I am absolutely addicted to the television show, “Big Bang Theory.” Have you seen it? I catch myself laughing out loud at it...even when watching it on planes (yes, that’s a little embarrassing). People who are fluent in the language of math and science are actually bilingual. And that’s what I love about the quirky characters on Big Bang Theory. They not only understand how to string words and punctuation together to form sentences and paragraphs that communicate meaning, but they also know how to string numbers and symbols together to form equations that communicate meaning. And when someone is fluent in both, sometimes they slip back and forth between the two languages and things get comical.
There has been a lot of interest in my recent blog post: “Balanced Scorecard Gone Bad: What’s that Funky Smell?” Several people have posted comments and questions in various forums, but one in particular deserves special attention.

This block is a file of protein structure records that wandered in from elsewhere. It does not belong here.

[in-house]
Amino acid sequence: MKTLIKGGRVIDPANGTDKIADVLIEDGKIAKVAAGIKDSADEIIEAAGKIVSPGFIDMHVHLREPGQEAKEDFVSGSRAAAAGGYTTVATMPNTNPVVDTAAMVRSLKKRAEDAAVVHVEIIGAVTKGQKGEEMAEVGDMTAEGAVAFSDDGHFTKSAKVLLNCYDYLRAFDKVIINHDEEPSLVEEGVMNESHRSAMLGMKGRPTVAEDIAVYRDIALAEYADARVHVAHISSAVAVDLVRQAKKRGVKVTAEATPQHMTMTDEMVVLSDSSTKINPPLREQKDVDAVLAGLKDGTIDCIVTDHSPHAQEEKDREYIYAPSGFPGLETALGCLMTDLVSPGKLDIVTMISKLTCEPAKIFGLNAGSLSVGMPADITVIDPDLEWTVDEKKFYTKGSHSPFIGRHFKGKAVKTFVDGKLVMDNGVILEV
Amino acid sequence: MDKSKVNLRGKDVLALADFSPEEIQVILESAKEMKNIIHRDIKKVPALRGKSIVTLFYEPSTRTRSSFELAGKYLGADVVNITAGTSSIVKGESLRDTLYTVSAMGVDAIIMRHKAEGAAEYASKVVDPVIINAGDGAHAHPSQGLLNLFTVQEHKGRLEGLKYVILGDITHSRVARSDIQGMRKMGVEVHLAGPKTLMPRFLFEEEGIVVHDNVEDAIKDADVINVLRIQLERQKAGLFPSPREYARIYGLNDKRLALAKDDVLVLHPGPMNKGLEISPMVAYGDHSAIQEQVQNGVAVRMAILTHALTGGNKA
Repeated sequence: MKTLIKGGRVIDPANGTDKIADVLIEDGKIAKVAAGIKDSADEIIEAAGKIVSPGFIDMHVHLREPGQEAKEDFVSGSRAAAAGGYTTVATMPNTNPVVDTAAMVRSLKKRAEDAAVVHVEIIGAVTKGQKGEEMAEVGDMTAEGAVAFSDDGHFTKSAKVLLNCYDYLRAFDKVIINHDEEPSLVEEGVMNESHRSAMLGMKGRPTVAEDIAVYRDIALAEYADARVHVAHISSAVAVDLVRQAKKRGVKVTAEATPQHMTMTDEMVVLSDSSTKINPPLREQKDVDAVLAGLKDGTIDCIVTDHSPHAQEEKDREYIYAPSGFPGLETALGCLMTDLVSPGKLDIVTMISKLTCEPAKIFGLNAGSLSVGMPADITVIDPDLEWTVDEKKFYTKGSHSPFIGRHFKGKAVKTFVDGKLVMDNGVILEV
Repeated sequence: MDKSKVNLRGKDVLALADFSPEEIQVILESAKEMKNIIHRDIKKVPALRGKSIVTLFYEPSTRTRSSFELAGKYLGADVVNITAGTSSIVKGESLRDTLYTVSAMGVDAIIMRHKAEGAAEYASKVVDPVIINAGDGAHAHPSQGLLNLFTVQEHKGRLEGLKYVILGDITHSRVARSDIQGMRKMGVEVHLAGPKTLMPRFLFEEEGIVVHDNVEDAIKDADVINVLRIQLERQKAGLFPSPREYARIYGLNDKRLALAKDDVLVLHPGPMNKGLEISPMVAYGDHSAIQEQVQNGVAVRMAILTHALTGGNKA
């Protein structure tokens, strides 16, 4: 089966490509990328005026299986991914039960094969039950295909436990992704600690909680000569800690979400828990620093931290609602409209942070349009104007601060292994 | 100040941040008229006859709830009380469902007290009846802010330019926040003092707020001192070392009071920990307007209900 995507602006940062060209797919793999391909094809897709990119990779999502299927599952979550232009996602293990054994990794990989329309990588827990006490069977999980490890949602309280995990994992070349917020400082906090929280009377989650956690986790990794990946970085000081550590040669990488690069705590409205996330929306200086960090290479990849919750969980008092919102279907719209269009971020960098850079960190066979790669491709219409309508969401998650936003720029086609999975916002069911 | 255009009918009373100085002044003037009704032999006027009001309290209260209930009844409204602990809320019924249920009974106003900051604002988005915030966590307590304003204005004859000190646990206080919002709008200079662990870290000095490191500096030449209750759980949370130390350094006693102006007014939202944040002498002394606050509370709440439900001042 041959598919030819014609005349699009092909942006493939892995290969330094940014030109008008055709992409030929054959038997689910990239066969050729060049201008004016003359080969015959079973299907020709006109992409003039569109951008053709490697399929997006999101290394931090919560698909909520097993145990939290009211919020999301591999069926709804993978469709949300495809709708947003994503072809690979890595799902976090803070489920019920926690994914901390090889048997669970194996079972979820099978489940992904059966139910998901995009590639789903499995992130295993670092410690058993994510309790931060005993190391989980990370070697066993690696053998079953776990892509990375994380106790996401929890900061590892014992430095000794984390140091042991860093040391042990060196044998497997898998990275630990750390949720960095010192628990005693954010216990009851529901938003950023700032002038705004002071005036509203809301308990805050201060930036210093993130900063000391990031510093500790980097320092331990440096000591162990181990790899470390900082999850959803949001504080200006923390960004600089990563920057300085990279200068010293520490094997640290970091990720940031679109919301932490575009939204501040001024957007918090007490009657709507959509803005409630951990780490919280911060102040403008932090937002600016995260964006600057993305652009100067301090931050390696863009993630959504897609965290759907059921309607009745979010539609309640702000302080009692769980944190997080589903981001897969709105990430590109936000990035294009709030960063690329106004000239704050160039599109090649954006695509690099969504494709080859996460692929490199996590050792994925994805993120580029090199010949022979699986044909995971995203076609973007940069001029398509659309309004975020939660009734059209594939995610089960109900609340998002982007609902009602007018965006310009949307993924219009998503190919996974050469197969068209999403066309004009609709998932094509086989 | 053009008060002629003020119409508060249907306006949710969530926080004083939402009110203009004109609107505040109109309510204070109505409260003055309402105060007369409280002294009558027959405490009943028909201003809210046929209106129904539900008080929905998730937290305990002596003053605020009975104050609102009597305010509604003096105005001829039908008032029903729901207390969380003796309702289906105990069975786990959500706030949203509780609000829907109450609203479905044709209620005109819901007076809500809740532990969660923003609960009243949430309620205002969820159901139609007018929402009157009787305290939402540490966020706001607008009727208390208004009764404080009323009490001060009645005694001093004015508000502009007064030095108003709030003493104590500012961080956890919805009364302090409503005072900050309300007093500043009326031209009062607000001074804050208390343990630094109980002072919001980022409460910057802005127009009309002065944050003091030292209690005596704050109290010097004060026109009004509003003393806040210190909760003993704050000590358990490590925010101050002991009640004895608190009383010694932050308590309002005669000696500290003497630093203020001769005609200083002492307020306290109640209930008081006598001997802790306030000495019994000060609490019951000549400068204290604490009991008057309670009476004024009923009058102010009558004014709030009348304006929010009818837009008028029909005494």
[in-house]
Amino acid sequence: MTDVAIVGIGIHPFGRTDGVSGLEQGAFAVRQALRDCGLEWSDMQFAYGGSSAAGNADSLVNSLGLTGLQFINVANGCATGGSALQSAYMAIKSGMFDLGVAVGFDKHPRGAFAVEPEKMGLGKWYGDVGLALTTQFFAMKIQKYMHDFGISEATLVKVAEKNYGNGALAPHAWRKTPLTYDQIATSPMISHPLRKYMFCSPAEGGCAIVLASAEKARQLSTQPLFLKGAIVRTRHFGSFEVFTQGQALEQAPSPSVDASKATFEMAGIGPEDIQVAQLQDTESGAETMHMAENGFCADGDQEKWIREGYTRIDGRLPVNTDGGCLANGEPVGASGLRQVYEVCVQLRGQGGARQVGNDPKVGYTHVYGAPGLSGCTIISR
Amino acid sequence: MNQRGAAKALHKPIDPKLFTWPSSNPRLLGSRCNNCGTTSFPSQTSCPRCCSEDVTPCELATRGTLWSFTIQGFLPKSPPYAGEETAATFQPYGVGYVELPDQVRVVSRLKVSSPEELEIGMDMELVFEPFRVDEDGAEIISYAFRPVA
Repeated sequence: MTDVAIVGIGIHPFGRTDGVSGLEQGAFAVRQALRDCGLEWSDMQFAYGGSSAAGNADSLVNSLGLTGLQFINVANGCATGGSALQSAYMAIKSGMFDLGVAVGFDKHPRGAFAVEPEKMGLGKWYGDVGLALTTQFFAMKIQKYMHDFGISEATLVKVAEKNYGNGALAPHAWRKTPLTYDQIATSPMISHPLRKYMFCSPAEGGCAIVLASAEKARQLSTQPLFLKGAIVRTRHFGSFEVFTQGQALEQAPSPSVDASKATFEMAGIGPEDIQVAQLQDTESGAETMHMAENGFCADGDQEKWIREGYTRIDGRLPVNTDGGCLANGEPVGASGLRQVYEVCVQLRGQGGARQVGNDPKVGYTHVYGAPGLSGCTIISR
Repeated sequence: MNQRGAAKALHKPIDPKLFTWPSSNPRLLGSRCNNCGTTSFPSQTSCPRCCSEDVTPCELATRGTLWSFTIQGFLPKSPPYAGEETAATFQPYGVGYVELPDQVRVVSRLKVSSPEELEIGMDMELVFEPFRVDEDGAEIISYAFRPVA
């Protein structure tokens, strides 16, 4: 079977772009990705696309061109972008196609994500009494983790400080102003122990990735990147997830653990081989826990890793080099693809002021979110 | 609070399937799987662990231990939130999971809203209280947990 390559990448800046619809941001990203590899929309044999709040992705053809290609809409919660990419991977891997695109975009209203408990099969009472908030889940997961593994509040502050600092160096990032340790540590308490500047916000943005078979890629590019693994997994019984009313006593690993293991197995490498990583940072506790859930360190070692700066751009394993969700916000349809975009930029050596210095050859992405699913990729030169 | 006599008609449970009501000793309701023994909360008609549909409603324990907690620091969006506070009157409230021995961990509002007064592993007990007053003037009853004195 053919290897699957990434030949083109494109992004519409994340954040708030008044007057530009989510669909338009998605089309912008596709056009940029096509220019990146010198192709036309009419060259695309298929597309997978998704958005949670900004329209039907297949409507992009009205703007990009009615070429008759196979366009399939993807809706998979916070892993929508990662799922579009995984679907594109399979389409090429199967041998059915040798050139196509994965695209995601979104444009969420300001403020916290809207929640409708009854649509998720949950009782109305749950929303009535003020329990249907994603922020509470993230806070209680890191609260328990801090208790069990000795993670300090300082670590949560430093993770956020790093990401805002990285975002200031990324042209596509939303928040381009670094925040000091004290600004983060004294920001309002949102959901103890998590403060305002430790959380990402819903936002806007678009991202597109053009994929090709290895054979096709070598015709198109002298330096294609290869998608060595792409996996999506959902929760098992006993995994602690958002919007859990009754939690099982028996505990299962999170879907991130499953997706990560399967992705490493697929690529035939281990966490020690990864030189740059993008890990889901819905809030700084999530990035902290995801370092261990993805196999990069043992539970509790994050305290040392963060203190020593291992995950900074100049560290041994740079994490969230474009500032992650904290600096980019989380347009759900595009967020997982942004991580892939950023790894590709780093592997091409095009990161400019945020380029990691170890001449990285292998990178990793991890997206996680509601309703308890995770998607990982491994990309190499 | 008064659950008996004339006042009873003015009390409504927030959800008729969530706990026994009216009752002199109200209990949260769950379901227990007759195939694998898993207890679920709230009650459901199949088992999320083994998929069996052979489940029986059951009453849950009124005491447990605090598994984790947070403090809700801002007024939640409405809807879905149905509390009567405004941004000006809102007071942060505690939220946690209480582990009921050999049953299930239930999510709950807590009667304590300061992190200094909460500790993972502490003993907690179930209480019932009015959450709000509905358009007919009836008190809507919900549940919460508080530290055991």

The rock music industry in 1991 was in transition. After about forty years of fans preferring rock music to country music by a reliably constant percentage, sales figures were indicating that preferences were shifting from rock to country. Was Garth Brooks popular enough to influence a dramatic shift? Or was there actually an underlying measurement problem?
I am an engineer by training and a math geek at heart. So articles about girls and math catch my eye. Did you know that researchers agree that one’s ability to excel at math and science is as much about attitude as it is about “natural gifts” or gender?
I was working with an Army command at Ft. Sam Houston this week and had invited a special guest - Scott Hencshel - to address the group regarding the organizational challenges of implementing a balanced scorecard system within Army. (Scott’s command is also stationed at Ft. Sam Houston - Army Medical Department Center & School (AMEDDC&S), an...